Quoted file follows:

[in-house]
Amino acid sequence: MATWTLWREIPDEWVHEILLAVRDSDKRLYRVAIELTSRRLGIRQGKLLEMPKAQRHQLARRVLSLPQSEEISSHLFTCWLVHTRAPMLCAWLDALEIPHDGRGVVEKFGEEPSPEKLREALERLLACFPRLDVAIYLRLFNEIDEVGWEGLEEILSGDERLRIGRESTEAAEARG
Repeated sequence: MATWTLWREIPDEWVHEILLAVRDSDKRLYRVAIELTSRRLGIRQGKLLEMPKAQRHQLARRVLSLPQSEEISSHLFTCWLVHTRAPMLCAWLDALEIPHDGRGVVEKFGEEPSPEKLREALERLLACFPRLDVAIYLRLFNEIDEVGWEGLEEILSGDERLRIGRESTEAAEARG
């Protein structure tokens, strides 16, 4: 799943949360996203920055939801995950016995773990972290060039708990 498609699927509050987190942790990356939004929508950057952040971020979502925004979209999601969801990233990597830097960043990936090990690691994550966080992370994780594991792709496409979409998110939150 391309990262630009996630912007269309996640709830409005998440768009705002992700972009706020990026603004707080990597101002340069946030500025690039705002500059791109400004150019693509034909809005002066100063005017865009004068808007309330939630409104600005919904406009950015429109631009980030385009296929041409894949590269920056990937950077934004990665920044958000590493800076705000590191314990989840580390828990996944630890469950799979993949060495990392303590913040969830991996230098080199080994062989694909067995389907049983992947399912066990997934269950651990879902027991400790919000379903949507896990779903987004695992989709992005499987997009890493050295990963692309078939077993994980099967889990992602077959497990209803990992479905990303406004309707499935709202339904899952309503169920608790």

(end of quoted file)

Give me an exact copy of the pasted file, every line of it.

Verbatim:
[in-house]
Amino acid sequence: MATWTLWREIPDEWVHEILLAVRDSDKRLYRVAIELTSRRLGIRQGKLLEMPKAQRHQLARRVLSLPQSEEISSHLFTCWLVHTRAPMLCAWLDALEIPHDGRGVVEKFGEEPSPEKLREALERLLACFPRLDVAIYLRLFNEIDEVGWEGLEEILSGDERLRIGRESTEAAEARG
Repeated sequence: MATWTLWREIPDEWVHEILLAVRDSDKRLYRVAIELTSRRLGIRQGKLLEMPKAQRHQLARRVLSLPQSEEISSHLFTCWLVHTRAPMLCAWLDALEIPHDGRGVVEKFGEEPSPEKLREALERLLACFPRLDVAIYLRLFNEIDEVGWEGLEEILSGDERLRIGRESTEAAEARG
């Protein structure tokens, strides 16, 4: 799943949360996203920055939801995950016995773990972290060039708990 498609699927509050987190942790990356939004929508950057952040971020979502925004979209999601969801990233990597830097960043990936090990690691994550966080992370994780594991792709496409979409998110939150 391309990262630009996630912007269309996640709830409005998440768009705002992700972009706020990026603004707080990597101002340069946030500025690039705002500059791109400004150019693509034909809005002066100063005017865009004068808007309330939630409104600005919904406009950015429109631009980030385009296929041409894949590269920056990937950077934004990665920044958000590493800076705000590191314990989840580390828990996944630890469950799979993949060495990392303590913040969830991996230098080199080994062989694909067995389907049983992947399912066990997934269950651990879902027991400790919000379903949507896990779903987004695992989709992005499987997009890493050295990963692309078939077993994980099967889990992602077959497990209803990992479905990303406004309707499935709202339904899952309503169920608790």